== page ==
Chardonnay Works Well When Entering Fall
Summer may have finally broken, and you may find it is time to turn in feather-light pinot grigio for a more substantial white wine.
For the shoulder season, chardonnay is a find choice. The most-sold white wine variety in the United States offers more flavor and more heft than many white wines.
Winemakers, who readily deploy techniques such as malo-lactic fermentation and all sorts of barrel aging for barrel fermenting regimes, often view chardonnay as a blank canvas. But others can and do attempt to make light and fresh chardonnay that shows the character of the grape. The result has been a broad range of styles and quality that can confuse shoppers and has repelled wine snobs who have moved to wines less mainstream.
Some people don’t like oak. Many chardonnay are pummeled with oak during fermentation and aging. And there are many mediocre chardonnays out there.
I found some golden chardonnay with style and heft for the fall’s cooler days and more substantial fare. But you really do have to love oaky chardonnays to enjoy some of these.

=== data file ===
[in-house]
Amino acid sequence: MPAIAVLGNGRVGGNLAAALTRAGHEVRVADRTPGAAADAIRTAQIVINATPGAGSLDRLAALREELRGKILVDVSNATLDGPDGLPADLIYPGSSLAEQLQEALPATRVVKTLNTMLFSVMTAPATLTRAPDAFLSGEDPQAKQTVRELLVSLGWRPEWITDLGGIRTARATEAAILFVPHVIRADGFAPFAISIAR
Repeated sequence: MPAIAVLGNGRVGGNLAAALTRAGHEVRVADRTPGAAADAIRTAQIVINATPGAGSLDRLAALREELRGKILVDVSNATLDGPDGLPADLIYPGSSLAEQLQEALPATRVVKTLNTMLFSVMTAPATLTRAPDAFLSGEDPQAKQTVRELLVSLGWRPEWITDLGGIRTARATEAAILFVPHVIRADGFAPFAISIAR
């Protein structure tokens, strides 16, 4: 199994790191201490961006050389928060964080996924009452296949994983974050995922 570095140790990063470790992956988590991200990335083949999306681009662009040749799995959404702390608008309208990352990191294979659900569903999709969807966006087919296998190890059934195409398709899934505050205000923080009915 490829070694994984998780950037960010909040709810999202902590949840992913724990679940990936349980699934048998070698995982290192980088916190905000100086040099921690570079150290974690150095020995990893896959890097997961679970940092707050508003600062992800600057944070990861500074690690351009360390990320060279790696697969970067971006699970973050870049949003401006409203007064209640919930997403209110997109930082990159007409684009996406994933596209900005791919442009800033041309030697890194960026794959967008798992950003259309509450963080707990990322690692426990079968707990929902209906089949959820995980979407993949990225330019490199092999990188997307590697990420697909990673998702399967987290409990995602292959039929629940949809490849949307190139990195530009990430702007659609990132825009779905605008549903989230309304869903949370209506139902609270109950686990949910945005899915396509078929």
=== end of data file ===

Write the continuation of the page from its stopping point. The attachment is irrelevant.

Simi Reserve Russian River Valley 2014 smells like sweet oak and creamy butter with flavors of grilled peach. This specially priced chardonnay is ready to drink now. $16. 1/2
Federalist Mendocino County Chardonnay is another mouthful of a wine, complete with character of coconut, lemon curd, pineapple and spiciness in a rounded, smooth wine. $17.
If you don’t like oak in your wine, or like less than the previously mentioned, try Pat Paulsen Vineyards 2016 Sonoma County Chardonnay, a nicely crafted, balanced wine. For those old enough to remember, yes, this is the same Pat Paulsen comedian/guitarist who frequented the Smothers Brothers show, had his own short-lived variety show and “ran” for president. The wine is a reminder of what chardonnay tastes like — apples and lemon, with whispers rather than screeches of oak, and a food-friendly structure and clean finish. $15. 1/2
GRADE: Exceptional ★★★★★, Above average ★★★★, Good ★★★, Below average ★★,
DAVID FALCHEK, executive director of the American
Wine Society, reviews wines each week.